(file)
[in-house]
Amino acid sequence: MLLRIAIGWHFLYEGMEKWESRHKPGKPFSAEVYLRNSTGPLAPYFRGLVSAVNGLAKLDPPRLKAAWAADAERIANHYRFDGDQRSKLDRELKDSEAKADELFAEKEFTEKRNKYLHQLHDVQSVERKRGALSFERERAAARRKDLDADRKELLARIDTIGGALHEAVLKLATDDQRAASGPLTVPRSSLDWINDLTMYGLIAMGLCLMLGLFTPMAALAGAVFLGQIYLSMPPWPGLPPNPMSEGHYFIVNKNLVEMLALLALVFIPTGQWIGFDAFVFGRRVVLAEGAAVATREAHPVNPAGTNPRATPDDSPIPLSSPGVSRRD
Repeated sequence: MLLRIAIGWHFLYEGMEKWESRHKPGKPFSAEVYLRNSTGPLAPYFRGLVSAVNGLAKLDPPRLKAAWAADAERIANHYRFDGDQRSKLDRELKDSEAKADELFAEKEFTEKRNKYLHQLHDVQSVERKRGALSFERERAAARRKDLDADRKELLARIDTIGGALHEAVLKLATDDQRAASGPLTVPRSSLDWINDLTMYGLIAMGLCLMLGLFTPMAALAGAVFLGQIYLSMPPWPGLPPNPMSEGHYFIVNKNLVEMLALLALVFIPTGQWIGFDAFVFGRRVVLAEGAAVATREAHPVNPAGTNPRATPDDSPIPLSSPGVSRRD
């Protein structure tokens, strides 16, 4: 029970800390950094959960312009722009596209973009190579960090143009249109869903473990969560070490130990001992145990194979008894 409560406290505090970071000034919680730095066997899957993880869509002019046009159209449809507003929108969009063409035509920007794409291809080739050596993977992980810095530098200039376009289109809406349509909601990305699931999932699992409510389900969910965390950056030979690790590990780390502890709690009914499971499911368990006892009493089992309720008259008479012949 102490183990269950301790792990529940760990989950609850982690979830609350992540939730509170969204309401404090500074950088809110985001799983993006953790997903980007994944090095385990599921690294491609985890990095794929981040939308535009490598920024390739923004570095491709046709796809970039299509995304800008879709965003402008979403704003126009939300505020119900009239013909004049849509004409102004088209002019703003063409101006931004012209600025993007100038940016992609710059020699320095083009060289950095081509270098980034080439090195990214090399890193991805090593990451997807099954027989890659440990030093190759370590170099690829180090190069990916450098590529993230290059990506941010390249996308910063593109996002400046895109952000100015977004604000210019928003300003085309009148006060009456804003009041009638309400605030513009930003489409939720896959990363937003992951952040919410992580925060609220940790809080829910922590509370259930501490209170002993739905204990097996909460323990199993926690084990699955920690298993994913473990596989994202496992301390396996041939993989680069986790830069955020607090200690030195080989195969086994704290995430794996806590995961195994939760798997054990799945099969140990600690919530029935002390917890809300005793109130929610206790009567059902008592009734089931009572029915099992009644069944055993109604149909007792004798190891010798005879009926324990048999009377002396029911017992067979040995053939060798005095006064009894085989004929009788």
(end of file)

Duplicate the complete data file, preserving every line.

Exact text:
[in-house]
Amino acid sequence: MLLRIAIGWHFLYEGMEKWESRHKPGKPFSAEVYLRNSTGPLAPYFRGLVSAVNGLAKLDPPRLKAAWAADAERIANHYRFDGDQRSKLDRELKDSEAKADELFAEKEFTEKRNKYLHQLHDVQSVERKRGALSFERERAAARRKDLDADRKELLARIDTIGGALHEAVLKLATDDQRAASGPLTVPRSSLDWINDLTMYGLIAMGLCLMLGLFTPMAALAGAVFLGQIYLSMPPWPGLPPNPMSEGHYFIVNKNLVEMLALLALVFIPTGQWIGFDAFVFGRRVVLAEGAAVATREAHPVNPAGTNPRATPDDSPIPLSSPGVSRRD
Repeated sequence: MLLRIAIGWHFLYEGMEKWESRHKPGKPFSAEVYLRNSTGPLAPYFRGLVSAVNGLAKLDPPRLKAAWAADAERIANHYRFDGDQRSKLDRELKDSEAKADELFAEKEFTEKRNKYLHQLHDVQSVERKRGALSFERERAAARRKDLDADRKELLARIDTIGGALHEAVLKLATDDQRAASGPLTVPRSSLDWINDLTMYGLIAMGLCLMLGLFTPMAALAGAVFLGQIYLSMPPWPGLPPNPMSEGHYFIVNKNLVEMLALLALVFIPTGQWIGFDAFVFGRRVVLAEGAAVATREAHPVNPAGTNPRATPDDSPIPLSSPGVSRRD
């Protein structure tokens, strides 16, 4: 029970800390950094959960312009722009596209973009190579960090143009249109869903473990969560070490130990001992145990194979008894 409560406290505090970071000034919680730095066997899957993880869509002019046009159209449809507003929108969009063409035509920007794409291809080739050596993977992980810095530098200039376009289109809406349509909601990305699931999932699992409510389900969910965390950056030979690790590990780390502890709690009914499971499911368990006892009493089992309720008259008479012949 102490183990269950301790792990529940760990989950609850982690979830609350992540939730509170969204309401404090500074950088809110985001799983993006953790997903980007994944090095385990599921690294491609985890990095794929981040939308535009490598920024390739923004570095491709046709796809970039299509995304800008879709965003402008979403704003126009939300505020119900009239013909004049849509004409102004088209002019703003063409101006931004012209600025993007100038940016992609710059020699320095083009060289950095081509270098980034080439090195990214090399890193991805090593990451997807099954027989890659440990030093190759370590170099690829180090190069990916450098590529993230290059990506941010390249996308910063593109996002400046895109952000100015977004604000210019928003300003085309009148006060009456804003009041009638309400605030513009930003489409939720896959990363937003992951952040919410992580925060609220940790809080829910922590509370259930501490209170002993739905204990097996909460323990199993926690084990699955920690298993994913473990596989994202496992301390396996041939993989680069986790830069955020607090200690030195080989195969086994704290995430794996806590995961195994939760798997054990799945099969140990600690919530029935002390917890809300005793109130929610206790009567059902008592009734089931009572029915099992009644069944055993109604149909007792004798190891010798005879009926324990048999009377002396029911017992067979040995053939060798005095006064009894085989004929009788």